GIRLS AND STEMM
LIZZIE DALY Biologist and wildlife presenter
Science, technology, engineering, maths and medicine (or STEMM for short) are still predominantly male orientated career paths, with women only representing 30% of the worldwide research and development workforce. This month, on February 11, the UN celebrates its annual International Women and Girls in Science Day to help inspire young women to take up STEMM subjects. We spoke to biologist and wildlife presenter Lizzie Daly and asked what the past, present and future of women in STEMM looks like to her. Past: I loved biology and physics, but I felt that I learnt a lot about STEMM out of school too. I was very lucky to be encouraged to conduct my own scientific research.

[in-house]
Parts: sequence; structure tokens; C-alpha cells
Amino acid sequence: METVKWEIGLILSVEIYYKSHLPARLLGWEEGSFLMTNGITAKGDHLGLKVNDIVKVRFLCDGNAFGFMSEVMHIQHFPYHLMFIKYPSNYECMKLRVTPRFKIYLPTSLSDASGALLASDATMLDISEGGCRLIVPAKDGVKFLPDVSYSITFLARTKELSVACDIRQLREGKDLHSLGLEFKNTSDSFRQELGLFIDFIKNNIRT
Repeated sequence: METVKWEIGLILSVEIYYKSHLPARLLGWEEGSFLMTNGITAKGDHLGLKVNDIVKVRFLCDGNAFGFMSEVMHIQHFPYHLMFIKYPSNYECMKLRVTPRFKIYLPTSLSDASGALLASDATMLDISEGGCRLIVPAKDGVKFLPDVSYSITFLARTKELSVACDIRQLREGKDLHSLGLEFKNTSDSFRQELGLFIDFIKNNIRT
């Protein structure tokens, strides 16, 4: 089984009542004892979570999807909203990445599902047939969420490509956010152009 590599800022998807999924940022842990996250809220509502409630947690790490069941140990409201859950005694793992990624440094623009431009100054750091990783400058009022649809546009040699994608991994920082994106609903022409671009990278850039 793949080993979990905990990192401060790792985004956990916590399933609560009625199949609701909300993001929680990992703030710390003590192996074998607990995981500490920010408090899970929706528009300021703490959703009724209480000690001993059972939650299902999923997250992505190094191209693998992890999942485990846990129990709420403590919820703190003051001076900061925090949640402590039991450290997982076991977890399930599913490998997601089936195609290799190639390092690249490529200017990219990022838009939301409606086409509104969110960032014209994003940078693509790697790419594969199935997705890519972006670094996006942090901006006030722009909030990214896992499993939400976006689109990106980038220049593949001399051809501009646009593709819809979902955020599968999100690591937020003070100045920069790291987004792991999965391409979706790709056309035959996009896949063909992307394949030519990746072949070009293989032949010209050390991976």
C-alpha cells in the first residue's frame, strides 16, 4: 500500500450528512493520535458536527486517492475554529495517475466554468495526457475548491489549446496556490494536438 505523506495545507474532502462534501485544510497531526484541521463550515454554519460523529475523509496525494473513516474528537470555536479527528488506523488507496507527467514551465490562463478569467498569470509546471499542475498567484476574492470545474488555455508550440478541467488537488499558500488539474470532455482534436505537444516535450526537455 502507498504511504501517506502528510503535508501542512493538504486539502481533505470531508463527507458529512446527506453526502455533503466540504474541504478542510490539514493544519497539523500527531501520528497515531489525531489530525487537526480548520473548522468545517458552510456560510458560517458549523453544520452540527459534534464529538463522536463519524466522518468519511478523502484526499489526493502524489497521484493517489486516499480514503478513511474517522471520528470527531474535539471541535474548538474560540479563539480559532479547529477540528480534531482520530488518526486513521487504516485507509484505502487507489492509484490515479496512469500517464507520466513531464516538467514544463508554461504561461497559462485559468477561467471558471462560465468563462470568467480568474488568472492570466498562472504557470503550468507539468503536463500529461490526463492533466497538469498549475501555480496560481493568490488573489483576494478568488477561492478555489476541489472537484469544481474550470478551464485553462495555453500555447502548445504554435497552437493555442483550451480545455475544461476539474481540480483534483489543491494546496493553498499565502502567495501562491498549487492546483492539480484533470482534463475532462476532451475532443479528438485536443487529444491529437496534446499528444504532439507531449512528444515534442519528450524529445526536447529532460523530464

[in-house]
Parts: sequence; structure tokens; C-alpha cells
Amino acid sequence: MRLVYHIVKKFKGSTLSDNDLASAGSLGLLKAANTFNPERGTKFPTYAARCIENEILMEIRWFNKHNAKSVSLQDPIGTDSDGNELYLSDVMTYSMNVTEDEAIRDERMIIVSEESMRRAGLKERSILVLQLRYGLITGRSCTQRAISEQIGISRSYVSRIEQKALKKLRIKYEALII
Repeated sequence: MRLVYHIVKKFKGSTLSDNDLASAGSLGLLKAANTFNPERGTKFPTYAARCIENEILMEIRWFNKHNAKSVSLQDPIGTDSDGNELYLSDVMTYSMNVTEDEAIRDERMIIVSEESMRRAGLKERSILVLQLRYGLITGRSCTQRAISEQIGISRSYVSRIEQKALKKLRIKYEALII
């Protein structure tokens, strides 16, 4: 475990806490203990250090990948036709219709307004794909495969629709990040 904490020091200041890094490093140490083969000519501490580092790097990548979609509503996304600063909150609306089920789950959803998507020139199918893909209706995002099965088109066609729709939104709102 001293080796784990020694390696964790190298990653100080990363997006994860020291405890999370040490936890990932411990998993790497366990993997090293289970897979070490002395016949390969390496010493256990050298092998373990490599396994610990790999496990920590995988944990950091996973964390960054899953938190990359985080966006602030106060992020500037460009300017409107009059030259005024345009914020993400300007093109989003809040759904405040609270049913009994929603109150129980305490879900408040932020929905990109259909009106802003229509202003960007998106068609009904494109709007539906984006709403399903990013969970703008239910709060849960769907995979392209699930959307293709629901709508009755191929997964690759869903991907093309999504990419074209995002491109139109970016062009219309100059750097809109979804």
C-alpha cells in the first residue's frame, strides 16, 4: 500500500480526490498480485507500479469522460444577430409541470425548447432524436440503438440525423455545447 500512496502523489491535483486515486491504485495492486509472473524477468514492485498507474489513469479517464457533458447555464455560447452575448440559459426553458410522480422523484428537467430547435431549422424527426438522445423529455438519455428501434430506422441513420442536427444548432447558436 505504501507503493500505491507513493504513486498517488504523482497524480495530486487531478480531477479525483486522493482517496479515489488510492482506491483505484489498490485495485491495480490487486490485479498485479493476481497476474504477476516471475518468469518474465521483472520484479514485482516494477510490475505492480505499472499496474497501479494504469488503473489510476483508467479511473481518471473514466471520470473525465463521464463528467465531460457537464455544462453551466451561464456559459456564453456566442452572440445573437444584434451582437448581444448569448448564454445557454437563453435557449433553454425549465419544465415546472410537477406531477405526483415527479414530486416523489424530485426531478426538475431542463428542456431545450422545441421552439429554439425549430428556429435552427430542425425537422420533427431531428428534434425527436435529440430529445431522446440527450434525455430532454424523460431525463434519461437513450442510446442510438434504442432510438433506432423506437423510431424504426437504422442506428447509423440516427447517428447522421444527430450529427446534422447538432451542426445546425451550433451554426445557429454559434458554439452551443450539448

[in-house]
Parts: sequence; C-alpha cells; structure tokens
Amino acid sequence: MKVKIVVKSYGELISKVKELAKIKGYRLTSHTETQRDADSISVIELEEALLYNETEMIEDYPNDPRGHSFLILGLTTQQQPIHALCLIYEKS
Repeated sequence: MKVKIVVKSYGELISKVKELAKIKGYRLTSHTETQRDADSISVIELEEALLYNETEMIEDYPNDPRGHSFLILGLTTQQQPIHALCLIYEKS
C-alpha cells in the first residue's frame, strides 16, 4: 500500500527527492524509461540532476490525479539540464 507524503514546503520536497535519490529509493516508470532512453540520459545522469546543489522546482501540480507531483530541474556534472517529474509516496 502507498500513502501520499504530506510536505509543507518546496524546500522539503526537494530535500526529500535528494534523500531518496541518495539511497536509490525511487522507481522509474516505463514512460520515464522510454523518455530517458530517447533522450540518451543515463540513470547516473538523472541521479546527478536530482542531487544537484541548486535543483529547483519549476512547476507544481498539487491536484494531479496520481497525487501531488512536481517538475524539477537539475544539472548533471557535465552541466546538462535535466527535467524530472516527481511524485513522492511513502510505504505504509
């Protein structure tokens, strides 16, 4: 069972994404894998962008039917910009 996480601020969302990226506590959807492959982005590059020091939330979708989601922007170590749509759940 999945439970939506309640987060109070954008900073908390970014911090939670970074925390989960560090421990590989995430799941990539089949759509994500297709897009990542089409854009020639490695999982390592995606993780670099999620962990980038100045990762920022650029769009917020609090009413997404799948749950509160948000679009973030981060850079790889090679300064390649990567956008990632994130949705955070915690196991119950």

Present: I have finished my masters, and I am now pursuing a PhD on human-elephant conflict in Kenya and have just returned from three months in the field. As a wildlife presenter every day is different. Sometimes I’m talking about the millions of specimens in the Natural History Museum, while others are spent knee deep in the river Shannon holding a lamprey!
Future: I think we need to celebrate more female role models in STEMM, and also I think there needs to be a change in its perception. Girls still see STEMM as boring, but there is so much innovation involved.